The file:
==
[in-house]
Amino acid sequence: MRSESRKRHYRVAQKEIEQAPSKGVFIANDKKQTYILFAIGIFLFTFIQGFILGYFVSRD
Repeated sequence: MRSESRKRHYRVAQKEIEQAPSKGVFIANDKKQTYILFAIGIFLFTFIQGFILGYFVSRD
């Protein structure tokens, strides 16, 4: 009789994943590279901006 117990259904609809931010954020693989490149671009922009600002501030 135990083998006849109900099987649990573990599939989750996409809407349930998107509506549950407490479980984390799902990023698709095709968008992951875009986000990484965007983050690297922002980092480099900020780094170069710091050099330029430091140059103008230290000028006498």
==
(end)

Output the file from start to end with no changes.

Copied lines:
[in-house]
Amino acid sequence: MRSESRKRHYRVAQKEIEQAPSKGVFIANDKKQTYILFAIGIFLFTFIQGFILGYFVSRD
Repeated sequence: MRSESRKRHYRVAQKEIEQAPSKGVFIANDKKQTYILFAIGIFLFTFIQGFILGYFVSRD
């Protein structure tokens, strides 16, 4: 009789994943590279901006 117990259904609809931010954020693989490149671009922009600002501030 135990083998006849109900099987649990573990599939989750996409809407349930998107509506549950407490479980984390799902990023698709095709968008992951875009986000990484965007983050690297922002980092480099900020780094170069710091050099330029430091140059103008230290000028006498």